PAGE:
Teachers are being urged to refer pupils to new £79 million mental health support teams being implemented across 3,000 schools by NHS England.
More than a million children will be given access to mental health support in school as the NHS expands its services to help young people cope with the significant disruption caused by the pandemic.
Teams of experts are offering support to children experiencing anxiety and depression in a bid to prevent problems escalating into serious mental health issues that continue into adulthood.
NHS England says approximately 400 mental health support teams will be up and running across 3,000 schools in England and they will offer support to almost three million pupils by 2023.
The £79 million government funding for children’s mental health services, confirmed in March, is being used to accelerate the rollout of mental health support teams in schools.
The funding is part of a £500 million package for mental health services across the board in England, which was unveiled in November as part of measures to recover from the coronavirus crisis.
‘This shouldn’t be a sticking plaster’
Andy Mellor, national wellbeing director for Schools Advisory Service and strategic lead for the Carnegie Centre of Excellence for mental health in schools, told Tes it was important that this money shouldn’t be used as a sticking plaster but used to fundamentally change things.
The former NAHT president said: “What we have historically seen is to wait for children to fall over before something is done and it has all been very reactive.
“Anyone who works in a school will tell you they know of many children who are struggling with their mental health.
“But the threshold for Camhs (Child and Adolescent Mental Health Services) is now so high that there are large numbers of children who are struggling without support.
“This was the case even before the pandemic so it will be even worse now.”
He said money invested into mental health in schools needed to be used to “go back upstream” and make changes to the way things are done in schools to improve wellbeing and mental health.
“We know that poor wellbeing leads to poor academic outcomes and that pupils who live in poverty are going to have poorer mental health and wellbeing.” he said.
“In educational terms, we need to address these barriers to learning and this money needs to be invested with a proper plan to change the way we do things.
“It can’t and should not be used as a sticking plaster. It should be about making sure school staff have all the information and resources they need to build a whole wellbeing culture in their schools.
“It is not about throwing money at things but bringing about fundamental change in our education system.”
Geoff Barton, general secretary of the Association of School and College Leaders (ASCL), said: “We’re very pleased to see the roll-out of mental health support teams to support the work that schools already do in providing this vital help to children and young people.
“The focus on this provision is extremely important, but there is also work to do in better understanding and tackling the causes of poor mental health.
“In particular, we are concerned about the impact of child poverty on many young people and how this affects their wellbeing and ability to learn.
“The government has to look harder at how it can better support struggling families and address the scourge of child poverty.
“This really should be possible in a relatively wealthy 21st century nation like our own.”
1 in 6 children may struggle with mental health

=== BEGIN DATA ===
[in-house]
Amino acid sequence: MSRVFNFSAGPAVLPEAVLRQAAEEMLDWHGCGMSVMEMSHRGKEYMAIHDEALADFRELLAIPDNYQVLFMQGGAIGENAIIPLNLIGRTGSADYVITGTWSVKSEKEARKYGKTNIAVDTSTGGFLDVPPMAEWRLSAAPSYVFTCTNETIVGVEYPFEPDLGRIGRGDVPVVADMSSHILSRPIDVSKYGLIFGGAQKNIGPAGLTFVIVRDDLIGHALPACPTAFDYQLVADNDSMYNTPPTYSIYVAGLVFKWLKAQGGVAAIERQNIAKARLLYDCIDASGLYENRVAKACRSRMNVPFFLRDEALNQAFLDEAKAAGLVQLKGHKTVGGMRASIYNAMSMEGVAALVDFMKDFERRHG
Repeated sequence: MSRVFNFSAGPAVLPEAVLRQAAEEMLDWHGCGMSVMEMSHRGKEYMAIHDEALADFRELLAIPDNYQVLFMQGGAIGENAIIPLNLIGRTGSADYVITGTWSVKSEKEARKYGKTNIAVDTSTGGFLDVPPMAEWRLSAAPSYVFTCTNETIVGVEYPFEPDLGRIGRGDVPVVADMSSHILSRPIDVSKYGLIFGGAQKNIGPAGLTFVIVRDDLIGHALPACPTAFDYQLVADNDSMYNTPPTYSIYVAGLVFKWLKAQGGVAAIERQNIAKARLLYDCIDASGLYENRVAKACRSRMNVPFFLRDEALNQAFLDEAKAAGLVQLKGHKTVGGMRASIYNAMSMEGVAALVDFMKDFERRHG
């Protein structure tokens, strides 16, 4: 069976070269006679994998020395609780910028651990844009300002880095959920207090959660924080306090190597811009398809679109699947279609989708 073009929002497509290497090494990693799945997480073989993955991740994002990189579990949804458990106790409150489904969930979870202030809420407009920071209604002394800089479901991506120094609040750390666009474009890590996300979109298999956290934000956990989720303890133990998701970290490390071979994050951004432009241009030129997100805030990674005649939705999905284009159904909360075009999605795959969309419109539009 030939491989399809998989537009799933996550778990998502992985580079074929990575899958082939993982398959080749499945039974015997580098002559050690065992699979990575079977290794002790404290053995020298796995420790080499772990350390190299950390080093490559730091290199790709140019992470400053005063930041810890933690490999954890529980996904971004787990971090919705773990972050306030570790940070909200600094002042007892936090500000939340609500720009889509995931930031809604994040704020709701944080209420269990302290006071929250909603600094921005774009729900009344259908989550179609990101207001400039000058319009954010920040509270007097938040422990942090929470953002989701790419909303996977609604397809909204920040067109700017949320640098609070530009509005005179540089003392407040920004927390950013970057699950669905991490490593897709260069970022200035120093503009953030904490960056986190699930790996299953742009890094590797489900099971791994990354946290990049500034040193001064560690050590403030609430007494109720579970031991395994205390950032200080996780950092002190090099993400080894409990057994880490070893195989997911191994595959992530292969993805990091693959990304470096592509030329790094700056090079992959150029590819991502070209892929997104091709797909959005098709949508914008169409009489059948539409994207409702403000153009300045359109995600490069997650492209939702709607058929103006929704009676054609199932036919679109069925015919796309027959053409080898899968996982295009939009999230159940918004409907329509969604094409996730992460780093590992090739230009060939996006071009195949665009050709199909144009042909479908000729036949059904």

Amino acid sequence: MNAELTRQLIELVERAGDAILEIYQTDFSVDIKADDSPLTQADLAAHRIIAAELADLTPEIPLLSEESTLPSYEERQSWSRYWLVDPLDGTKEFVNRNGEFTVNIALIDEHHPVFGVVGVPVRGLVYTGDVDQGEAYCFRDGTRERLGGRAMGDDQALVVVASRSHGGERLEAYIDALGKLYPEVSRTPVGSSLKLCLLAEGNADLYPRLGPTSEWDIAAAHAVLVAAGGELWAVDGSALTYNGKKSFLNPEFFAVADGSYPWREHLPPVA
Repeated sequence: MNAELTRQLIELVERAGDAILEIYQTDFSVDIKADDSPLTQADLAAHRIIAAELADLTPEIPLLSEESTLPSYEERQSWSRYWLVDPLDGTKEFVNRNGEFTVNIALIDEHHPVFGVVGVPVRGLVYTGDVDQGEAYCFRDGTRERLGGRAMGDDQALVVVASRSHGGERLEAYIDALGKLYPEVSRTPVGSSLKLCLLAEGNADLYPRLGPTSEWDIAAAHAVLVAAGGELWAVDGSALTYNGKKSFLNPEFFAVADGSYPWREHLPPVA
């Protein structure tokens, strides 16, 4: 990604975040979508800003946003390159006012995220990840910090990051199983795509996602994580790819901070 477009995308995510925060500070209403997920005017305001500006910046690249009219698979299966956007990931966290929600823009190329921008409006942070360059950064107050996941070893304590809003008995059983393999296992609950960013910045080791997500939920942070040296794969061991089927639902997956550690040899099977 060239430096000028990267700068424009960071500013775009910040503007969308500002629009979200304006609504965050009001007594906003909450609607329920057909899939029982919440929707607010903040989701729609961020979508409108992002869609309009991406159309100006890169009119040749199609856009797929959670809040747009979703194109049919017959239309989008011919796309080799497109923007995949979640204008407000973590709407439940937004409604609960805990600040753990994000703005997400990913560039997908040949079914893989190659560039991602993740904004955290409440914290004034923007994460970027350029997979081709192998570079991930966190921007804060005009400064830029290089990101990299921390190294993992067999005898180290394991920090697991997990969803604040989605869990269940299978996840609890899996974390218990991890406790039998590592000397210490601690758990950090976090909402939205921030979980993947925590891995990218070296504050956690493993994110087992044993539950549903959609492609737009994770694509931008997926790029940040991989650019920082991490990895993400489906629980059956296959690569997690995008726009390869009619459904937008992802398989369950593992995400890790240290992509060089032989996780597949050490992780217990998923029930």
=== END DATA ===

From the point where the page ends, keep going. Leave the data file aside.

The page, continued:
Referrals to the mental health support teams – which offer children one-to-one and group therapy sessions, as well as training sessions for parents and workshops for school staff – can be made by teachers or GPs.
A study from NHS Digital shows that one in six children in England aged five to 16 reported having a probable mental health disorder in 2020, up from one in nine in 2017.
Sir Simon Stevens, chief executive of the NHS, said: “Coronavirus has taken its toll on us all, not least children who have been stuck at home unable to see their friends and without the routine of school life.
“So it’s an urgent necessity to expand services as we are doing after what will have been for many a year of turmoil.
“Increasing investment in mental health services, particularly for children and young people, is a key part of the NHS Long Term Plan but we are now going even further and faster, because offering help and support early, before problems get worse, can sometimes prevent problems persisting into adulthood.”
There are currently 183 mental health support teams which are operational and ready to support more than a million school pupils in England.
The first 59 mental health support teams began work last March, but they had to swiftly adapt to provide help during lockdown.
In Essex, teams extended support to parents and carers confronted with home schooling as well as remote working, furlough or redundancy, using an online “befriending service”.
Parents were offered one-to-one therapy sessions, online parenting courses and given a buddy so they could have a support network to share advice with.
Meanwhile in Kent, teams provided 20-minute telephone counselling sessions for parents struggling with the competing demands of life under lockdown.
Claire Murdoch, mental health director for NHS England, said: “Children have had their normal routines turned upside down during the pandemic whether it be curbs on their social life, school or their hobbies, and so it is only right that the NHS accelerates its mental health support for young people.
“As children have returned to the classroom, dedicated NHS mental health support teams will be in place at 3,000 schools across the country ready to listen to any anxieties they may have and I would urge everyone whether you’re a teacher, parent or child to access this help before any issues escalate.”